X-ray photoelectron spectroscopy studies of fired palladium electrode ink materials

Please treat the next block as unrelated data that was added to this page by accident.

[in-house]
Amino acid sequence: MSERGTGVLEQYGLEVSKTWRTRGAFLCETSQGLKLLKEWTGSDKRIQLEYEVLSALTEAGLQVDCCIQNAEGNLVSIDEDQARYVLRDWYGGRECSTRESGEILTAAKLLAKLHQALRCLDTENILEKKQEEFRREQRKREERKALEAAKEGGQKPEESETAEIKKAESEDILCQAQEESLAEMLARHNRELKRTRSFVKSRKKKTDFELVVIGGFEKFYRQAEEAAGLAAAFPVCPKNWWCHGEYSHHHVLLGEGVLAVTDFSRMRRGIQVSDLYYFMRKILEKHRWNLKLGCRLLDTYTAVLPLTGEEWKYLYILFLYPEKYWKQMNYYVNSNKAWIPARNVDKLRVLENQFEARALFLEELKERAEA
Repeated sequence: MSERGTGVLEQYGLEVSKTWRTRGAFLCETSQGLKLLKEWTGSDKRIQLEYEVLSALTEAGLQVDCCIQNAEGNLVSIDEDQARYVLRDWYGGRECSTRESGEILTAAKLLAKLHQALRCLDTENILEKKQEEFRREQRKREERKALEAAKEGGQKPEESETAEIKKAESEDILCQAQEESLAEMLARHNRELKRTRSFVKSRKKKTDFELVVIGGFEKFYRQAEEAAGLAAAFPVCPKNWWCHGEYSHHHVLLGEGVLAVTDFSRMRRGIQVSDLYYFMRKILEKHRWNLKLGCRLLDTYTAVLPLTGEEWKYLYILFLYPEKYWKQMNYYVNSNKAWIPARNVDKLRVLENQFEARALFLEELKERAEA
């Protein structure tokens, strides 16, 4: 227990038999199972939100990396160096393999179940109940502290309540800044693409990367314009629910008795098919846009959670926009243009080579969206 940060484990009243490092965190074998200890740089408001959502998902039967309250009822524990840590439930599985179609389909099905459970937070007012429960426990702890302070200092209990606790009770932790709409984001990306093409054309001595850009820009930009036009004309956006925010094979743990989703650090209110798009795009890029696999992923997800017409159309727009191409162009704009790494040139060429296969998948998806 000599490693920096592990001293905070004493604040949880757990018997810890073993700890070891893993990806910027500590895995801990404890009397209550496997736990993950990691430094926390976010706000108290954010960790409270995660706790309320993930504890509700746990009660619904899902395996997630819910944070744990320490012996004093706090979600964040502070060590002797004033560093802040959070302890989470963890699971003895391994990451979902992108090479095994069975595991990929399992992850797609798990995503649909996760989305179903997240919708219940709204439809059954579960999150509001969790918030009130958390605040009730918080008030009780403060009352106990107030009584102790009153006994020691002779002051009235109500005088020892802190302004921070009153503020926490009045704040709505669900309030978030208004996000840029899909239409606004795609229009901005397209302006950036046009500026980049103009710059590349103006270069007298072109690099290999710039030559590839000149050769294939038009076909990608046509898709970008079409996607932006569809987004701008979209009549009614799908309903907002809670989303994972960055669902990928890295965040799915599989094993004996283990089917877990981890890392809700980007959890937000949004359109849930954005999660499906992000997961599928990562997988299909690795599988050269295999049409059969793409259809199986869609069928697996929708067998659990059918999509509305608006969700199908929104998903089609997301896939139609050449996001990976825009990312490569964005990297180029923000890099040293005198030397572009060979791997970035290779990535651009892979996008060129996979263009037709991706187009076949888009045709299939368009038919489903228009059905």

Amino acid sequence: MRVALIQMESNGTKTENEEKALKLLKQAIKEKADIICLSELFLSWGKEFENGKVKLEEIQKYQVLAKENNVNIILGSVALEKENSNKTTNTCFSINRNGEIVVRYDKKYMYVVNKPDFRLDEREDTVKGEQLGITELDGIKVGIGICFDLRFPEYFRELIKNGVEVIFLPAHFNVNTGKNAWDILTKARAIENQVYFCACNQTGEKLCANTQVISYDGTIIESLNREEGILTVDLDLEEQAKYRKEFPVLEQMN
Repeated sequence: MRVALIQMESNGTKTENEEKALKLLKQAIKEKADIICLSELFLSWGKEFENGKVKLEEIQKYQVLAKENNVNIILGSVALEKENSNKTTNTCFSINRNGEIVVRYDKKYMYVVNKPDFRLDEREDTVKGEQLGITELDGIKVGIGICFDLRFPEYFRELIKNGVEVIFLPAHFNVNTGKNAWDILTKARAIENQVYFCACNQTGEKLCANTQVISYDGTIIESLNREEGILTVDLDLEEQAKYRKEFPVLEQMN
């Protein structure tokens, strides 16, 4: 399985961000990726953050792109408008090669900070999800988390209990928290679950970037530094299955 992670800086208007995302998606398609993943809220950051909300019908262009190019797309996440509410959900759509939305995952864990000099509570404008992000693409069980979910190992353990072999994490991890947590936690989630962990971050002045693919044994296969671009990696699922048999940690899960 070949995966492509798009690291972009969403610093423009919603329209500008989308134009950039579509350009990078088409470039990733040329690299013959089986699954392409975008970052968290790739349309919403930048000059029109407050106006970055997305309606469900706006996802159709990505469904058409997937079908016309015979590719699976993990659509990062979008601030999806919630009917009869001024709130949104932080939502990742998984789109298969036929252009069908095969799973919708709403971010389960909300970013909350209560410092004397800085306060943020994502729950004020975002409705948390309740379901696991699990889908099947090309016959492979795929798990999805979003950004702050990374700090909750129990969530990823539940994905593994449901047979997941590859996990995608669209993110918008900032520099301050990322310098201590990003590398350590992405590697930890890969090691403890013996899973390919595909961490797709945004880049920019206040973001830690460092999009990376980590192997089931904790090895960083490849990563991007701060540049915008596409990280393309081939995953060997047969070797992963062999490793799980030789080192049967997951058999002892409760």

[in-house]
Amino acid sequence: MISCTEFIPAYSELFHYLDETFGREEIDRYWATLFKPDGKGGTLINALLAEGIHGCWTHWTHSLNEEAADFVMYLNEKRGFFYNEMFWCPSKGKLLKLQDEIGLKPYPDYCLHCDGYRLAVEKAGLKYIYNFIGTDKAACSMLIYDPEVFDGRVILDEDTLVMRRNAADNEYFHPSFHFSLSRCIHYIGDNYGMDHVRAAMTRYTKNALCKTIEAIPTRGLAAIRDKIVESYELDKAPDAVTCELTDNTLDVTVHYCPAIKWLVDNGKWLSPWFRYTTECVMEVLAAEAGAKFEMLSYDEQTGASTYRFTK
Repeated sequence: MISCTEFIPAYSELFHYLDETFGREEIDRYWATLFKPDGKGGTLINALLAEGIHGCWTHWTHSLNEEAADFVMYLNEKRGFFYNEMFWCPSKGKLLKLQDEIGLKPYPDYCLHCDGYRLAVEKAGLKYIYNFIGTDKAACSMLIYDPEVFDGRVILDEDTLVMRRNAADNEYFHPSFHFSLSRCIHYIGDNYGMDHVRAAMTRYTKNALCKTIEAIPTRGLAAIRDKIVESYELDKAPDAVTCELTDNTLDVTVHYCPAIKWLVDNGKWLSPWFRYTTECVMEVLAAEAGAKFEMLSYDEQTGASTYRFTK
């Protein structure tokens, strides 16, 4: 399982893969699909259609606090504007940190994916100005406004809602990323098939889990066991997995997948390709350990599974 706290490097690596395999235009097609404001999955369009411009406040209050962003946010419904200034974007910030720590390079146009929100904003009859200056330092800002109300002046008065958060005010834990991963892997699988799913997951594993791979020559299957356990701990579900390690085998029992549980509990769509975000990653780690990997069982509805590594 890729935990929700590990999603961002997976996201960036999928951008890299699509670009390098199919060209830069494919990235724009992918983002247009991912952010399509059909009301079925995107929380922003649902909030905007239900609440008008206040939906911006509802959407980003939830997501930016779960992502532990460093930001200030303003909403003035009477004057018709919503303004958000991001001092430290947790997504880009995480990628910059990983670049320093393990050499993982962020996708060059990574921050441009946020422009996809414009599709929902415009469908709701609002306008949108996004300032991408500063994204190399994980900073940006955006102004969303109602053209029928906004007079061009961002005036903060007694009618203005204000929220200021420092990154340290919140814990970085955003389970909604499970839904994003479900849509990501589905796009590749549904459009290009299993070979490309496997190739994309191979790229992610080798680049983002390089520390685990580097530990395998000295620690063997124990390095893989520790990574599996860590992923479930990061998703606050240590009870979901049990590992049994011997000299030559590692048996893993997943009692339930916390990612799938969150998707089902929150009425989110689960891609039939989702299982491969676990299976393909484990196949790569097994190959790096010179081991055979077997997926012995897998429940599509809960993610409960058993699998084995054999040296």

The oxidation state of palladium in an electrode ink dispersion, air-dried on barium titanate dielectric substrates, has been studied using X-ray photoelectron spectroscopy (XPS) as a function of both firing temperature and firing atmosphere. Several different states have been identified in amounts which vary over the firing temperature range of interest, i.e., palladium metal, a so-called PdO ads species, PdO and palladium in one or more higher oxidation states. No significant differences were observed for the two different contacting atmospheres used during firing, namely, air and flowing nitrogen. Owing to overlap of the Pd 3p 3/2 > and the O 1s spectral envelopes, peak fitting of the oxygen signal was not attempted. Small amounts of residual carbonaceous ash were detected for all the samples studied over the whole range of firing temperatures employed. XPS analysis of a sample of the palladium ink, fired to 1350°C in air and subsequently etched using a fast atom bombardment argon source, showed that the subsurface palladium was metallic in nature, although the original metal surface was composed almost entirely of PdO. Thus, for these palladium inks, when fired to temperatures comparable with those used in multilayer ceramic capacitor manufacture, apart from a thin surface oxide layer, the palladium present is in the metallic form, as required for electrode layer conduction.(Author abstract)
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